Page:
With a spot in the FIBA Basketball World Cup in Spain next year on the line, Asia's best basketball players are going all out in the FIBA Asia Championship tournament. While there may not be as much star power in the Asian region as there tends to be in Europe, South America or North America, those who are involved are hungry to prove themselves.
The Asian region also happens to be one of the most competitive ones out there, as there is no clear favorite currently. With China getting off to an 0-2 start, it is literally anyone's tournament at this point. Things could very well come down to which elite-level players produce to the best of their ability.
Here are the top three players that you should keep tabs on as FIBA Asia 2013 continues, and Asia's best fight for a World Cup berth.
China has stumbled out of the gates to the tune of an 0-2 start, but there is little doubt that forward Yi Jianlian is the best player this tournament has to offer. The issue with that, however, is that he is currently battling a hamstring injury, which forced him to miss Saturday's game against Iran. China paid dearly as Iran romped to the tune of a 19-point victory. According to PBA interAKTV, Yi is day-to-day, and his status for Monday's game against Kazakhstan is uncertain.
Yi did play in China's tournament opener against Korea, and he looked every bit like the superstar he is. The former NBA player dropped 23 points and grabbed 10 rebounds, but no other Chinese player scored in double digits. Yi couldn't do it all on his own, as Korea shockingly defeated China 63-59. Even though China's roster lacks depth, the loss was surprising due to the fact that China is the defending FIBA Asia champion.
In fact, no Asian team comes close to China's dominance in this tournament as it has come away victorious on 15 occasions. The closest competitor is the Philippines with five gold medals. If China is going to add another FIBA championship to its trophy case, though, Yi must play and do so at an extremely high level. His talent level is unmatched, and he is capable of putting a team on his shoulders in this type of environment, but it seems as though it is going to come down to pain tolerance.
There aren't a ton of players with NBA experience in this tournament, but Iran Hamed Haddadi is on that exclusive list. Haddadi hasn't made much of an impact at the NBA level, but he is one of the best international players in the world. Haddadi initially burst onto the scene leading up to the 2008 Olympics, which led to him being signed by the Memphis Grizzlies. Haddadi has a chance to play his way onto an NBA roster once again as HOOPSWORLD is reporting that the New York Knicks have shown some interest in him.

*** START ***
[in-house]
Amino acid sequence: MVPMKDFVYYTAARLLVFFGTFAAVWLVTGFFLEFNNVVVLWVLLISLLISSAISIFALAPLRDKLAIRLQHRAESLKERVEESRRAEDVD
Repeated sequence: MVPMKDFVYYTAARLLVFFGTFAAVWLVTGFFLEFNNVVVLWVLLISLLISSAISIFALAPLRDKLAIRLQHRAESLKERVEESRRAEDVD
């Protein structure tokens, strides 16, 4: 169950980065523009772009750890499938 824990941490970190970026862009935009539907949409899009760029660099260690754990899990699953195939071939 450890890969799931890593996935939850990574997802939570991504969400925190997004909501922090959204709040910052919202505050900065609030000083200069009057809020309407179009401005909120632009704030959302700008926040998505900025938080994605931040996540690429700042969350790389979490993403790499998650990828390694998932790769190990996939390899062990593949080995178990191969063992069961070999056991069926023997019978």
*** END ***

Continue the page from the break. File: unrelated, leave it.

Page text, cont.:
Even though Haddadi hasn't put it all together in the NBA, it's difficult to ignore what he has been able to do for Iran. Haddadi led Iran to consecutive FIBA Asia Championships in 2007 and 2009, and he is looking to make it three out of the past four this year. Haddadi and Iran are off to a fantastic start as the Iranians are 2-0, and Haddadi has been a dominant force. Thanks in large part to Haddadi's play, Iran easily defeated China, which was considered by most to be Iran's toughest competition.
The 7'2" Haddadi has been an immovable presence in the paint thus far as he is averaging 22 points and more than nine rebounds per contest. While most of the teams in the tournament have some big bodies, many of those players have little more working in their favor than height. Haddadi brings a combination of size and skill to the table, and it is entirely possible that he will spearhead yet another Iranian FIBA Asia Championship win.
While he is a relative unknown in the United States, center Marcus Douthit has been a star for the Philippines in this year's FIBA Asia Championship. The Syracuse, N.Y.-born big man with Filipino roots has been a major addition to the national team, and he could help the Philippines return to its past glory. The squad is 1-1 through two games thus far, and Douthit has led the way with averages of more than 12 points and 10 rebounds per contest.
Douthit is perhaps best known for his strong collegiate career at Providence College. That led to him being selected in the second round of the 2004 NBA draft by the Los Angeles Lakers. Douthit never played for the Lakers, and he never played a regular-season NBA game, but he was intriguing enough that he got several looks and very nearly made it.
In more recent years, Douthit has been a standout in the Chinese Basketball Association. Just two seasons ago, Douthit averaged nearly 20 points and 11 rebounds per game. The 33-year-old center has been a very productive player across the world for the past several years, so it is no surprise that he is pushing an upstart Philippines team to new heights. If Douthit continues to play this way, the Philippines are an underdog team worth watching moving forward.
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